2022 Chevy Bolts Won't Offer Employee, Supplier Pricing

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As CarsDirect’s resident pricing expert, Alex offers must-know analyses of pricing & incentives to those looking to buy or lease a car. His consumer-oriented coverage of the latest trends and breaking news has been featured by The Wall Street Journal, Fox Business, Motor Trend, Automobile Magazine, and more.

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, Managing Editor - May 26, 2021

GM's best discount programs may not be worth what you think when it comes to the restyled 2022 Chevy Bolt EV and all-new Bolt EUV. Due to a significant change in how the company has priced its newest electric cars, both GM Employee Pricing and Supplier Pricing won't be available in quite the same way as before.

Cars typically have a built-in margin between the manufacturer's invoice price and MSRP. However, Chevy actually eliminated that for the new Bolt hatchback and SUV by making both prices the same. According to bulletins sent to dealers, GM Employee Pricing and Supplier Pricing will actually be full MSRP as a result.

But that's not the whole story. Instead, GM will offer a set of cash incentives that vary depending on whether you're going to buy or lease. The biggest discount is worth $3,000 for employees purchasing, but this drops to $1,500 when leasing. The 2022 Bolt supplier discount is $1,500 for buying and $750 for leasing.

So are these deals any good? GM's Supplier Pricing calculation is normally based on the invoice price plus a $200 fee. In the case of a 2021 Bolt LT, that discount is worth $2,421. In contrast, the new employee deal on 2022 Bolts will be worth $3,000 when buying. That sounds simple, but there's an important difference.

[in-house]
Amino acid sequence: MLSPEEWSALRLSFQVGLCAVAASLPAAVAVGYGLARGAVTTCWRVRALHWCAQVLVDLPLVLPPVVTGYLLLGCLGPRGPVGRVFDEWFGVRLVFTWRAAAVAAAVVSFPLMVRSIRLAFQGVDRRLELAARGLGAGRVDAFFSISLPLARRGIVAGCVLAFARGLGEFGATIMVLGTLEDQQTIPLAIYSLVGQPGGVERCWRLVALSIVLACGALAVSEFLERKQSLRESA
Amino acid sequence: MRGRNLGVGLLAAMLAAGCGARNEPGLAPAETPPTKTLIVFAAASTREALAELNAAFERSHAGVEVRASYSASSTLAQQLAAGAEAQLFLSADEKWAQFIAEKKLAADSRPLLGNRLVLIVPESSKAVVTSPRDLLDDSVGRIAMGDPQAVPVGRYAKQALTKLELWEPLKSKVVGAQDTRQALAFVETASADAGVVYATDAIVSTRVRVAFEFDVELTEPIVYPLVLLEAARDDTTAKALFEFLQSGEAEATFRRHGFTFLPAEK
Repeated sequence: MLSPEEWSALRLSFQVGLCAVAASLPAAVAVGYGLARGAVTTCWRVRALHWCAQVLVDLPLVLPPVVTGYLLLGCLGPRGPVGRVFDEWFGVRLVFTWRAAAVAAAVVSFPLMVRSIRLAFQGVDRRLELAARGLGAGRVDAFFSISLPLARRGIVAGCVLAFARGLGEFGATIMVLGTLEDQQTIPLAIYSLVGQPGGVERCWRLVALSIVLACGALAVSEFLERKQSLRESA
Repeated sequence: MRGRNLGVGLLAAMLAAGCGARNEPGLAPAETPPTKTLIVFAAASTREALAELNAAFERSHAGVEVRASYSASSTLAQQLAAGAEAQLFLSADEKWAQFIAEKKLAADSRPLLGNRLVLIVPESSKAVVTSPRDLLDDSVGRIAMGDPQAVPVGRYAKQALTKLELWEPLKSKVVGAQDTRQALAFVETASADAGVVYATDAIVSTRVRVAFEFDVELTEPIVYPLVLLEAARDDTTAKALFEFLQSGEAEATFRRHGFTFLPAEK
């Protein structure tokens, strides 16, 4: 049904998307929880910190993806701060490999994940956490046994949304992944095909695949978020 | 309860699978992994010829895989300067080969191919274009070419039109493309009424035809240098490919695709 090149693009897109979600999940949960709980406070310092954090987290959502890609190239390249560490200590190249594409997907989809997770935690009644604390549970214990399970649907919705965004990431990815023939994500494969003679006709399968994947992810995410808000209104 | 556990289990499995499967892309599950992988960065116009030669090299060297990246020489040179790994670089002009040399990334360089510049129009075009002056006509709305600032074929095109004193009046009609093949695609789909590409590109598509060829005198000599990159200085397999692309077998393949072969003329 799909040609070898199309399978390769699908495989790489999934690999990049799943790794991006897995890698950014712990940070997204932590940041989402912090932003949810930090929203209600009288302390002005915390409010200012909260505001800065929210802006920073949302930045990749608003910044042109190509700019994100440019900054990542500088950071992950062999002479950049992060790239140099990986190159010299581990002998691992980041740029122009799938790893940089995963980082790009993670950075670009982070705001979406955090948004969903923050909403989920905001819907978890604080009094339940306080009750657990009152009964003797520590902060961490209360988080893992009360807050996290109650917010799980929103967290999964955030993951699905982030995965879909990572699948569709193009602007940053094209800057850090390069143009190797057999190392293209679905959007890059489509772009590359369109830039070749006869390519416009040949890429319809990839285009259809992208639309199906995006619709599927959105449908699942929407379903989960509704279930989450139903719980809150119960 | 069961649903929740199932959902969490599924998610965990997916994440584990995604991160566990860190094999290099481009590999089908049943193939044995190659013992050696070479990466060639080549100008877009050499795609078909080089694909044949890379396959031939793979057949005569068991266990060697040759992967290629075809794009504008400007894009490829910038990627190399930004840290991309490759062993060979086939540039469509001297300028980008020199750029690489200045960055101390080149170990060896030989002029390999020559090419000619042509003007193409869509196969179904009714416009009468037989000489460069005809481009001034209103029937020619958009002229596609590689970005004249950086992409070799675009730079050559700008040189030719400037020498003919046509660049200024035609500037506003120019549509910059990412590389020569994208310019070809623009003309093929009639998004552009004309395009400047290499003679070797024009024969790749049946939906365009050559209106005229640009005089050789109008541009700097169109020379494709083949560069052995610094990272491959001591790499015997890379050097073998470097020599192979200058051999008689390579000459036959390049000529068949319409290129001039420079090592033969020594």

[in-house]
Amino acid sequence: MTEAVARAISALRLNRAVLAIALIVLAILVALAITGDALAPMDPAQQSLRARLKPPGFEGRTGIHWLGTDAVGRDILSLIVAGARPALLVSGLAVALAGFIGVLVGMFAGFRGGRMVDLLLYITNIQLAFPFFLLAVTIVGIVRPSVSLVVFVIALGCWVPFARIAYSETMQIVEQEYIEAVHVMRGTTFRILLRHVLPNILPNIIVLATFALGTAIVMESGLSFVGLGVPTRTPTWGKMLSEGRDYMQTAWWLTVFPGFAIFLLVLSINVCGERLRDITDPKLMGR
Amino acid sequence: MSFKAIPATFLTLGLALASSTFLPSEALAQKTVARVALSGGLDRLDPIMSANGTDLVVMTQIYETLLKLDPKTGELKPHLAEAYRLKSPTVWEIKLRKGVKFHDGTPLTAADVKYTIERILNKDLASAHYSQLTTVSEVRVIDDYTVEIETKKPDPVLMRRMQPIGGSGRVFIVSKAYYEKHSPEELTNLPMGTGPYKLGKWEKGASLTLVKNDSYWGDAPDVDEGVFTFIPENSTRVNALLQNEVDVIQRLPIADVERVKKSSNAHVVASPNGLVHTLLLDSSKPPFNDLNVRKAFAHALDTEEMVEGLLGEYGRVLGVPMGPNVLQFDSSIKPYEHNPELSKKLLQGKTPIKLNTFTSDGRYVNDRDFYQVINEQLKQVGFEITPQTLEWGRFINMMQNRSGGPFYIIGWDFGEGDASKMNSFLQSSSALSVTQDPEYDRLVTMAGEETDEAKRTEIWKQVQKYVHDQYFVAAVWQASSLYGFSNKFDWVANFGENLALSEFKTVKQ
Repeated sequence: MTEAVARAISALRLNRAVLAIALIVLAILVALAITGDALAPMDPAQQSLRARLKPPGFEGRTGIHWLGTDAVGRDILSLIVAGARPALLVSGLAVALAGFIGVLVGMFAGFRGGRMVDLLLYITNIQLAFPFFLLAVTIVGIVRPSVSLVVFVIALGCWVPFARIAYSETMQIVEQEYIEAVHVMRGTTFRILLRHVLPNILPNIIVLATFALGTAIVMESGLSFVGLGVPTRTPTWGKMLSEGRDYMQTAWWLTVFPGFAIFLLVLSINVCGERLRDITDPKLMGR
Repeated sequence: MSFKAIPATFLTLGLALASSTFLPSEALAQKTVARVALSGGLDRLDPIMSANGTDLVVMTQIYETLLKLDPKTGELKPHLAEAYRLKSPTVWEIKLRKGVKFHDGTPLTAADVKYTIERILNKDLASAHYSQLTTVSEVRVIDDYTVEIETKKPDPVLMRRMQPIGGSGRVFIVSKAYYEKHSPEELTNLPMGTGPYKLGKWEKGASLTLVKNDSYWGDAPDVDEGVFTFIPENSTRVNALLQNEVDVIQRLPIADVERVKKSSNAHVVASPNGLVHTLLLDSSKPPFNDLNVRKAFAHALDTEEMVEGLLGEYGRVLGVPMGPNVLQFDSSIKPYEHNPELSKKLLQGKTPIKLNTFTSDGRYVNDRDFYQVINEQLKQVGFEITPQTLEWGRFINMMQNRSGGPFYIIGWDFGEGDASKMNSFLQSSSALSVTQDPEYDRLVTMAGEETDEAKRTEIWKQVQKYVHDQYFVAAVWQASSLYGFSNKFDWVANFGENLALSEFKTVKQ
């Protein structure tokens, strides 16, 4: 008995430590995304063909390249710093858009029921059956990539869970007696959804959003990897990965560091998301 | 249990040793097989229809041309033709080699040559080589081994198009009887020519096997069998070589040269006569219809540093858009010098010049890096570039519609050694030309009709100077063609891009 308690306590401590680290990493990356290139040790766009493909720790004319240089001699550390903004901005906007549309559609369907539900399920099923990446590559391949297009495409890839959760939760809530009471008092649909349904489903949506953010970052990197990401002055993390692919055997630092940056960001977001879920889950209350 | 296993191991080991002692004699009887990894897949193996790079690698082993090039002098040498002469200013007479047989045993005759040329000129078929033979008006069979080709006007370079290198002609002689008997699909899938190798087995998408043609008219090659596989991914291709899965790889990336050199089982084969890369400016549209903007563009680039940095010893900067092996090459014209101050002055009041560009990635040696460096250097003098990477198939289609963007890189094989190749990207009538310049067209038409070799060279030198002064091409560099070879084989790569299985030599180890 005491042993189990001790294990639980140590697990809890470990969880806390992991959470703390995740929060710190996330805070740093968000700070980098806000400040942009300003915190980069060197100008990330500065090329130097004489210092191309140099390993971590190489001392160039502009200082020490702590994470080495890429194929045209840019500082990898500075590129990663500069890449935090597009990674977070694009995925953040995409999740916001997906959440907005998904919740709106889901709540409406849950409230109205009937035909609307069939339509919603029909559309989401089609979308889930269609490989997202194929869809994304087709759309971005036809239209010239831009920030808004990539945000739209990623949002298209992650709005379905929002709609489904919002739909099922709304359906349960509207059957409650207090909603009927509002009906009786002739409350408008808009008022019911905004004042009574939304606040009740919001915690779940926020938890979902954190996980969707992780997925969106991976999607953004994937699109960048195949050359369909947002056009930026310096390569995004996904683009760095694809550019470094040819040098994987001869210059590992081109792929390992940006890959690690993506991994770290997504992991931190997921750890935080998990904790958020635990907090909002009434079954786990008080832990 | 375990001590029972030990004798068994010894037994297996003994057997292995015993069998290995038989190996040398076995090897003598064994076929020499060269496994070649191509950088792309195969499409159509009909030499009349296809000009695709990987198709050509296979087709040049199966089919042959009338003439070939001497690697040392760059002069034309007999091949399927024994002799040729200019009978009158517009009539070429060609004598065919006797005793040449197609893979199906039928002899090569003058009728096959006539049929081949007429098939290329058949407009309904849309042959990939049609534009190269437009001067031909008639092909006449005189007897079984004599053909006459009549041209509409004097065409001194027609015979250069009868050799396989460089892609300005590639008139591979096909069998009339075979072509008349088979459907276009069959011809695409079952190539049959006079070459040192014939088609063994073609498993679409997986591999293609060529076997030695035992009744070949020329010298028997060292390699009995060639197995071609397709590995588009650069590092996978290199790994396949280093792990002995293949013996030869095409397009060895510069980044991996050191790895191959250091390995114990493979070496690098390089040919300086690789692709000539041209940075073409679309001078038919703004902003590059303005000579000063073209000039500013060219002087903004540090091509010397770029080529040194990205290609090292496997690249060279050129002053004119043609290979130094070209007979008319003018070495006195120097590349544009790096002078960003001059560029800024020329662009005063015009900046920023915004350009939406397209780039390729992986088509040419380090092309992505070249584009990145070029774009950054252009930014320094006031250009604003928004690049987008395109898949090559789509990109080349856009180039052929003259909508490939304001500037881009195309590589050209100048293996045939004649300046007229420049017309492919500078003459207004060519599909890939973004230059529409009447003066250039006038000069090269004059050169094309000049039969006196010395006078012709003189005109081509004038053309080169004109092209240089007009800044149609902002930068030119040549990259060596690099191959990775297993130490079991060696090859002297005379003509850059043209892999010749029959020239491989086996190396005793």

2022 Bolts benefit from a $5,500 price cut in MSRP. However, the updated EV will launch with no rebates. For reference, 2021 Bolt deals feature a $9,000 rebate that you can boost to $12,000 by buying a car with DC Fast Charge. So while the latest Bolt may look cheaper on the surface, it will actually be more expensive.

One of the biggest benefits of GM Employee Pricing and Supplier Pricing is an upfront, haggle-free discount. However, now that the invoice and MSRP prices are identical, this could force consumers to rely exclusively on manufacturer incentives to get the best deal. Whether or not that's a good thing remains to be seen.

Fortunately, 2022 Bolt residual values are pretty good and the first leases will start at $269/month for the hatchback and $299 for the SUV. Unlike past incentives that favored consumers in coastal states, these lease prices don't vary by region and could give shoppers everywhere the chance to score the same deals.

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, Managing Editor

As CarsDirect’s resident pricing expert, Alex offers must-know analyses of pricing & incentives to those looking to buy or lease a car. His consumer-oriented coverage of the latest trends and breaking news has been featured by The Wall Street Journal, Fox Business, Motor Trend, Automobile Magazine, and more.

Follow On: Twitter

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